Let’s talk about dialogue.
When we read stories, the majority of the time it’s clear which character is speaking and to whom.
However, dialogue-heavy scenes can sometimes muddy characters’ identities, and the reader can easily lose track.
Is it important, then, to signpost the reader to every new line of dialogue?
If there are only two characters in a scene, and it’s clear from their responses who they are, then there is no need to highlight who the narrator is each time.
This is effective if the characters are engaged in a short conversation, and there isn’t a change in subject matter.
But if the characters change tack, then it might be beneficial to highlight the speaker.
It’s advantageous to highlight the speaker when you want to draw attention to the words. But it’s also advantageous to do so when you want to focus in on the characters’ feelings, helping build their personalities in the eyes of the reader.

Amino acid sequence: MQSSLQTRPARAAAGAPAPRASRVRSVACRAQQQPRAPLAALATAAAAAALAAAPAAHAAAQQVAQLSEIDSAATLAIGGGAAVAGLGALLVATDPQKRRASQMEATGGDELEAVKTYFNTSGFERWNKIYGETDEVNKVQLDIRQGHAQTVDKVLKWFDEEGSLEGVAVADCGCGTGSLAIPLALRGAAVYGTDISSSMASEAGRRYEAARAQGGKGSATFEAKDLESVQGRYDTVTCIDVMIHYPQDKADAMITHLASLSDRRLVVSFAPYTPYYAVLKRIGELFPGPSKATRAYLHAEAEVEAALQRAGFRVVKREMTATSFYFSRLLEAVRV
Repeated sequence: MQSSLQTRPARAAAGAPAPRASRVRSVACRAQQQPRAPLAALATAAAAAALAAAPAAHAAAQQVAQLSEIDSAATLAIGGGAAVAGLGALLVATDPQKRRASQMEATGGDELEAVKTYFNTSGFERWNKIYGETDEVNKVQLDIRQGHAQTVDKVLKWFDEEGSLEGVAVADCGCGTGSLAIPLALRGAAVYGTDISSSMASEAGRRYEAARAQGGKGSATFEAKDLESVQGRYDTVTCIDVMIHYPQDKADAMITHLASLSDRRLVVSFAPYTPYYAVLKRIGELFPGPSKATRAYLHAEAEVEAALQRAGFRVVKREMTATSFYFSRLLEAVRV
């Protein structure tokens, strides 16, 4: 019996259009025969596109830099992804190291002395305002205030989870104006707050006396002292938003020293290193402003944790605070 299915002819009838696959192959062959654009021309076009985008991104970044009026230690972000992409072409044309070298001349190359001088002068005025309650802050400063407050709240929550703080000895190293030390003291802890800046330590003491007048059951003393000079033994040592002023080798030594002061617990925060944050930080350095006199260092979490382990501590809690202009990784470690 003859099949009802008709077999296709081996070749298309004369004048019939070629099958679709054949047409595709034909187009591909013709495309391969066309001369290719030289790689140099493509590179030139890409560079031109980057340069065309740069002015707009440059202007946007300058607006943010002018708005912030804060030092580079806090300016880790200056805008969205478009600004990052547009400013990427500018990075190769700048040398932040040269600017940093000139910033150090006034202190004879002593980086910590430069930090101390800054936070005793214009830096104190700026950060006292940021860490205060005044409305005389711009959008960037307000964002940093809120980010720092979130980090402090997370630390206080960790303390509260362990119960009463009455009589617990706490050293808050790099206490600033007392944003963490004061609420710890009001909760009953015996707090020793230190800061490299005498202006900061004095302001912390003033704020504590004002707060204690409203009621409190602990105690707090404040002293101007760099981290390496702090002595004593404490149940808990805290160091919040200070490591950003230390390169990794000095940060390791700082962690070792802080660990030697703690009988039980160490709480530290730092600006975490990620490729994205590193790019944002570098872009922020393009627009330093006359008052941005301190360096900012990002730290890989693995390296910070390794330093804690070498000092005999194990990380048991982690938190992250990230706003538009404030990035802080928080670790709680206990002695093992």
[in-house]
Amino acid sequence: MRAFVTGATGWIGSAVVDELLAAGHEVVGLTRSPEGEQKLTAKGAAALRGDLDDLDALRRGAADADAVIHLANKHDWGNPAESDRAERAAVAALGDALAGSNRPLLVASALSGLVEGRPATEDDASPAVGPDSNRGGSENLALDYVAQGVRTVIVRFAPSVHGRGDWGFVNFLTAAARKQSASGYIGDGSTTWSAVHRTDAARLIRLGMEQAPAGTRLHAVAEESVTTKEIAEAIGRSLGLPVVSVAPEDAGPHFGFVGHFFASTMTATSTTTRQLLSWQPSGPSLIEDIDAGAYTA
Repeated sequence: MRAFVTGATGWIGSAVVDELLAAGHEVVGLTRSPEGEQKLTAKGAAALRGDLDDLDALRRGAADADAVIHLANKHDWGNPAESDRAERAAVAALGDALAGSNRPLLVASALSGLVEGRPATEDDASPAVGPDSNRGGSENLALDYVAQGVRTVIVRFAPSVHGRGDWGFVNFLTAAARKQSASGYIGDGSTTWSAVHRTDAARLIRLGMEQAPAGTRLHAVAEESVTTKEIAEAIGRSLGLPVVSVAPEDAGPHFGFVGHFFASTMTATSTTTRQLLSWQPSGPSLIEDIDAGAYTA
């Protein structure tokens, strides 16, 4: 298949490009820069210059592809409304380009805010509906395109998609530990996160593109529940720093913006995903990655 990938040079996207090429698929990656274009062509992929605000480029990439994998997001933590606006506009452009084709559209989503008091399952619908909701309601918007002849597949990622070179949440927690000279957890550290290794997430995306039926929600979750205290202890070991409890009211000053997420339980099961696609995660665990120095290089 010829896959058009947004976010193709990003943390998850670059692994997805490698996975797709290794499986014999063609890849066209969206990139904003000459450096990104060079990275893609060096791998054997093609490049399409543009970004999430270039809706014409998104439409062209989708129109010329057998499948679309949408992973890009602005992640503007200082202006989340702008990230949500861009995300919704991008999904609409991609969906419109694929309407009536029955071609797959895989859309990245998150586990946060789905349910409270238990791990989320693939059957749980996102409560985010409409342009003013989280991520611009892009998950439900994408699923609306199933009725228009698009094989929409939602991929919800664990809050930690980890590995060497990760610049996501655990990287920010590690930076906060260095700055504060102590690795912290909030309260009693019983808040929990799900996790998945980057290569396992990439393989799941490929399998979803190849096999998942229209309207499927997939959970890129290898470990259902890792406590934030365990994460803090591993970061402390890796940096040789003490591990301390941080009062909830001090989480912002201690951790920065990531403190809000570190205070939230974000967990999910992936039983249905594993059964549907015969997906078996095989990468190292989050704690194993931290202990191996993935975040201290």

The way characters deliver their words will alter depending on context — whether they are angry, or in love, for example.
In relation to dialogue attribution, the use of “he said” and “she said” is more than adequate. However, writers can use other words if they want to convey a particular mood, e.g. muttered, screamed, shouted and whispered.
Stay clear of unnecessary adverbs.
Take the phrase “I’m very happy”.
If we already know the character is happy, we don’t need the surplus modifier “very”.
Adverbs — most ending in “-ly” — often state the obvious and can make characters appear one-dimensional.
Let the characters’ words and delivery do the talking.
Stay clear of misplaced dialogue tags, and your writing should be stronger as a result.
For more tips, check out our Writing Tools section
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